Home | News    Monday 8 December 2008

Ethiopia uncompromising on Eritrea border


December 7, 2008 (ADDIS ABABA) – The Ethiopian Ministry of Foreign Affairs issued a statement Sunday reiterating its position on the border dispute between Ethiopia and Eritrea.

Eritrea and Ethiopia fought a war from 1998 to 2000. The heavily militarized border between the two nations has not been mutually recognized.

An independent Boundary Commission ruled in the Hague in 2002, in a “final and binding” decision, which Ethiopia does not recognize.

The Foreign Ministry stated Sunday, “Since May 1998 when Eritrea invaded Ethiopia and earlier, Ethiopia has consistently maintained any and all differences with Eritrea should be resolved peacefully and in accordance with international law. Even after Eritrea’s invasion, Ethiopia only exercised its right to self-defence after exhausting all avenues to try to persuade Eritrea to withdraw its troops.”

The statement continued, “Thus, with respect to any movement in the peace process between Ethiopia and Eritrea, the ball is in Eritrea’s court. Mutual friends and others should have no illusions, and fully understand Ethiopia’s position.”

The Ethiopian diplomats characterized their position as “consistently constructive” but disclosed “Ethiopia may have reached the end of the road in terms of what can be expected of its contributions to peace between Ethiopia and Eritrea.”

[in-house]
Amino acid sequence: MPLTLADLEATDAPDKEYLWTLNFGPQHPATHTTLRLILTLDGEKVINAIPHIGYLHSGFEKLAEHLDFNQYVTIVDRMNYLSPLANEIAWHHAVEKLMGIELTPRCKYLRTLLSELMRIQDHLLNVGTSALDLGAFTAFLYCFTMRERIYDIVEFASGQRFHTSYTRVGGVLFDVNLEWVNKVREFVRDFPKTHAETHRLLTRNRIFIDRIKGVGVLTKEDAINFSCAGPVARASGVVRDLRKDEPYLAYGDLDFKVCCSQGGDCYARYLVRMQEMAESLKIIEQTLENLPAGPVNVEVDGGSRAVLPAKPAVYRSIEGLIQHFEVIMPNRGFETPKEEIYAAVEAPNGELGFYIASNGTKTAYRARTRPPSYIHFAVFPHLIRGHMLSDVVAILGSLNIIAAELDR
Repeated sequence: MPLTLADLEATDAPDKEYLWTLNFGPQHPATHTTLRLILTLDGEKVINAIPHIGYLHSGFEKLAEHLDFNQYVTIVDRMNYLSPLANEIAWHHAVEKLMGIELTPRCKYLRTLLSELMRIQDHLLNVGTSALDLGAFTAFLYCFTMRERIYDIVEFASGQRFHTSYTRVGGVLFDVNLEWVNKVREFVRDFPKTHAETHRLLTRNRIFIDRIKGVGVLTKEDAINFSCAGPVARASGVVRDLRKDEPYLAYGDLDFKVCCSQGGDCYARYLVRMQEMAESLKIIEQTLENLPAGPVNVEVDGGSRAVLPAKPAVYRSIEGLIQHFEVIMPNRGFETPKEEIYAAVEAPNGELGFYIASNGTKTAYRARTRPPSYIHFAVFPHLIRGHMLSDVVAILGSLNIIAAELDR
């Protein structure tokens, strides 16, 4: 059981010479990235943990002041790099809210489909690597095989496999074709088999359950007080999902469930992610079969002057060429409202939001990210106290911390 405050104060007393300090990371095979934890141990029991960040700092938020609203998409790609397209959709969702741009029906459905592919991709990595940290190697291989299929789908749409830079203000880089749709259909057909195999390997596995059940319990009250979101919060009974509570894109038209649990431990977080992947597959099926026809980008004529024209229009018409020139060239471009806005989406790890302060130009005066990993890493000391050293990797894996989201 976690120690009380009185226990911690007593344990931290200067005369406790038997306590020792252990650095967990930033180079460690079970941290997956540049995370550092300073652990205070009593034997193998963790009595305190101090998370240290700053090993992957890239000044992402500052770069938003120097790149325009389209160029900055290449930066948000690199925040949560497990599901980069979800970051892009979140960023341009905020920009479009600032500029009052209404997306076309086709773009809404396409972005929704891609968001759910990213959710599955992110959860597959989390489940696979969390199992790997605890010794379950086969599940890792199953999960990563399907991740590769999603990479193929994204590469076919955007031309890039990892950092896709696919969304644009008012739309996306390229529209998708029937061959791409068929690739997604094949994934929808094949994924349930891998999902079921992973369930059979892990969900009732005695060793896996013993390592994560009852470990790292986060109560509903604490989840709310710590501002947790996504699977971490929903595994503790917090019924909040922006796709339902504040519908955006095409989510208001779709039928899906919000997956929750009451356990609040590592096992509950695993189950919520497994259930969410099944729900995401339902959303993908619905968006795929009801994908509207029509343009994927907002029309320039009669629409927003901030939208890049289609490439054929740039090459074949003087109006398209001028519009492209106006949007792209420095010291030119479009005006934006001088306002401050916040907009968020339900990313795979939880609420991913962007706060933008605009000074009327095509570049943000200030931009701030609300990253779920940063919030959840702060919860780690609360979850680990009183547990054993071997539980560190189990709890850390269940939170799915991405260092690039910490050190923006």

“The lack of movement is now the responsibility of Eritrea, and Eritrea alone,” said the Foreign Ministry.

Eritrea for its part considers that Ethiopia violated its commitment to the ruling of the independent boundary experts.

Last month the Eritrean Ambassador to the United States Girmai Gebremariam underscored that one main grievance against Ethiopia and its ally the United States is that the two attempted to derail the legal path of the Boundary Commission and change the ruling, according to an Eritrean state news agency.

Girmai urged adherence to the demarcation of the Boundary Commission and complained further that Washington had confiscated remittances sent by Eritrean citizens to their respective families and closed down the Eritrean Consulate in Oakland.


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